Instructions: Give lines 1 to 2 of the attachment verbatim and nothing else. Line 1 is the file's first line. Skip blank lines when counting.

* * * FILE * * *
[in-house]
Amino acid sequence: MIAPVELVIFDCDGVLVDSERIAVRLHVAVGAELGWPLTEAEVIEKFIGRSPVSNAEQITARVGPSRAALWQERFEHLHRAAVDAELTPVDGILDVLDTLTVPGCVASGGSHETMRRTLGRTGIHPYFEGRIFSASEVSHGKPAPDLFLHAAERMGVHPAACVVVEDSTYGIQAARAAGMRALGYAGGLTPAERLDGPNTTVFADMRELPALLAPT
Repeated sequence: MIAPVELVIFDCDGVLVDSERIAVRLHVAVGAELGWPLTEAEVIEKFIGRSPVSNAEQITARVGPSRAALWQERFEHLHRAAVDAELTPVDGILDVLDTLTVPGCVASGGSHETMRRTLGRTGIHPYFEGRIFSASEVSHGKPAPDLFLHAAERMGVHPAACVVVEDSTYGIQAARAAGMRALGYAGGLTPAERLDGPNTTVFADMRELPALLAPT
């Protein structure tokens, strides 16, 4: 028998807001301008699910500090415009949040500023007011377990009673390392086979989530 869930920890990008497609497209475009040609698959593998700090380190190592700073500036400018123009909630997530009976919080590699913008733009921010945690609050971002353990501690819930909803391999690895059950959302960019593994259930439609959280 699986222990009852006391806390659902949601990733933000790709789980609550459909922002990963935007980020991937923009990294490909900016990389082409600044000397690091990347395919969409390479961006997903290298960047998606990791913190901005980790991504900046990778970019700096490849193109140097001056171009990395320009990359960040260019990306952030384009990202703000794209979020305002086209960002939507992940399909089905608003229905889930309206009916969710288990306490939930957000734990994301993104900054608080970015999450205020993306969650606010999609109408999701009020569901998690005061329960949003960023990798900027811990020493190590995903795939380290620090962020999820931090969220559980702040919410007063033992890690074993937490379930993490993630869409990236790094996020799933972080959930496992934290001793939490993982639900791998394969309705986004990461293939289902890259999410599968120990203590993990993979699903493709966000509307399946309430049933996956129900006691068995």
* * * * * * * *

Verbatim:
[in-house]
Amino acid sequence: MIAPVELVIFDCDGVLVDSERIAVRLHVAVGAELGWPLTEAEVIEKFIGRSPVSNAEQITARVGPSRAALWQERFEHLHRAAVDAELTPVDGILDVLDTLTVPGCVASGGSHETMRRTLGRTGIHPYFEGRIFSASEVSHGKPAPDLFLHAAERMGVHPAACVVVEDSTYGIQAARAAGMRALGYAGGLTPAERLDGPNTTVFADMRELPALLAPT